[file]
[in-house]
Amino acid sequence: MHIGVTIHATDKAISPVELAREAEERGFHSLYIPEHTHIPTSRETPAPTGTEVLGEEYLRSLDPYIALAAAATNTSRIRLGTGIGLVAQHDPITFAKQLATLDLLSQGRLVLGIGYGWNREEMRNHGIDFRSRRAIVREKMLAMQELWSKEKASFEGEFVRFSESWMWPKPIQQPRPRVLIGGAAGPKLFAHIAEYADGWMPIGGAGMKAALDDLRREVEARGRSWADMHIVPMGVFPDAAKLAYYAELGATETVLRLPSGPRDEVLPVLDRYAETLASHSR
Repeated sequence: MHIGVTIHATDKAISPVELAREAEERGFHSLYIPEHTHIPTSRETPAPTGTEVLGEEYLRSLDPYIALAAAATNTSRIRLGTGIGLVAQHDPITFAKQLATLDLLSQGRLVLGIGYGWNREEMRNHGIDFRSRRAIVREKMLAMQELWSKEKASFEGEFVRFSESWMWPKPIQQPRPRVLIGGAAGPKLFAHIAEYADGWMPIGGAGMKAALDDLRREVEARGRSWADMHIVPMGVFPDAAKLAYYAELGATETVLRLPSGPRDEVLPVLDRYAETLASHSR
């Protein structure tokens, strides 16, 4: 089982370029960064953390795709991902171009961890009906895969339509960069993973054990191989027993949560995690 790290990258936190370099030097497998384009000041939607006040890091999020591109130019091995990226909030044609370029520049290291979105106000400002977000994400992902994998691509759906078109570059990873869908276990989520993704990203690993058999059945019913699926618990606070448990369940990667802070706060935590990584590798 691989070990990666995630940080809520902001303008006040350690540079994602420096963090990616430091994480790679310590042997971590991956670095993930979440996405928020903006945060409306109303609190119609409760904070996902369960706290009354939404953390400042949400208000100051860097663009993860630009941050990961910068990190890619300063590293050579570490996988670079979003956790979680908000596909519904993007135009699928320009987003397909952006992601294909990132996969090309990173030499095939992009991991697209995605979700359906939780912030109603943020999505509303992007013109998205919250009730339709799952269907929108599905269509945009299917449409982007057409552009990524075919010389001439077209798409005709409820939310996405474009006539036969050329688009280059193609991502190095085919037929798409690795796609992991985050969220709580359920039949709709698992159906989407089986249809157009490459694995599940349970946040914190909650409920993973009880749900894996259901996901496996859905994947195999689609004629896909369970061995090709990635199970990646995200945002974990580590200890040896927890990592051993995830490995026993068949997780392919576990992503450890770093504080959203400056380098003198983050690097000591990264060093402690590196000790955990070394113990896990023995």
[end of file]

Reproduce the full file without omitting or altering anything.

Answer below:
[in-house]
Amino acid sequence: MHIGVTIHATDKAISPVELAREAEERGFHSLYIPEHTHIPTSRETPAPTGTEVLGEEYLRSLDPYIALAAAATNTSRIRLGTGIGLVAQHDPITFAKQLATLDLLSQGRLVLGIGYGWNREEMRNHGIDFRSRRAIVREKMLAMQELWSKEKASFEGEFVRFSESWMWPKPIQQPRPRVLIGGAAGPKLFAHIAEYADGWMPIGGAGMKAALDDLRREVEARGRSWADMHIVPMGVFPDAAKLAYYAELGATETVLRLPSGPRDEVLPVLDRYAETLASHSR
Repeated sequence: MHIGVTIHATDKAISPVELAREAEERGFHSLYIPEHTHIPTSRETPAPTGTEVLGEEYLRSLDPYIALAAAATNTSRIRLGTGIGLVAQHDPITFAKQLATLDLLSQGRLVLGIGYGWNREEMRNHGIDFRSRRAIVREKMLAMQELWSKEKASFEGEFVRFSESWMWPKPIQQPRPRVLIGGAAGPKLFAHIAEYADGWMPIGGAGMKAALDDLRREVEARGRSWADMHIVPMGVFPDAAKLAYYAELGATETVLRLPSGPRDEVLPVLDRYAETLASHSR
């Protein structure tokens, strides 16, 4: 089982370029960064953390795709991902171009961890009906895969339509960069993973054990191989027993949560995690 790290990258936190370099030097497998384009000041939607006040890091999020591109130019091995990226909030044609370029520049290291979105106000400002977000994400992902994998691509759906078109570059990873869908276990989520993704990203690993058999059945019913699926618990606070448990369940990667802070706060935590990584590798 691989070990990666995630940080809520902001303008006040350690540079994602420096963090990616430091994480790679310590042997971590991956670095993930979440996405928020903006945060409306109303609190119609409760904070996902369960706290009354939404953390400042949400208000100051860097663009993860630009941050990961910068990190890619300063590293050579570490996988670079979003956790979680908000596909519904993007135009699928320009987003397909952006992601294909990132996969090309990173030499095939992009991991697209995605979700359906939780912030109603943020999505509303992007013109998205919250009730339709799952269907929108599905269509945009299917449409982007057409552009990524075919010389001439077209798409005709409820939310996405474009006539036969050329688009280059193609991502190095085919037929798409690795796609992991985050969220709580359920039949709709698992159906989407089986249809157009490459694995599940349970946040914190909650409920993973009880749900894996259901996901496996859905994947195999689609004629896909369970061995090709990635199970990646995200945002974990580590200890040896927890990592051993995830490995026993068949997780392919576990992503450890770093504080959203400056380098003198983050690097000591990264060093402690590196000790955990070394113990896990023995």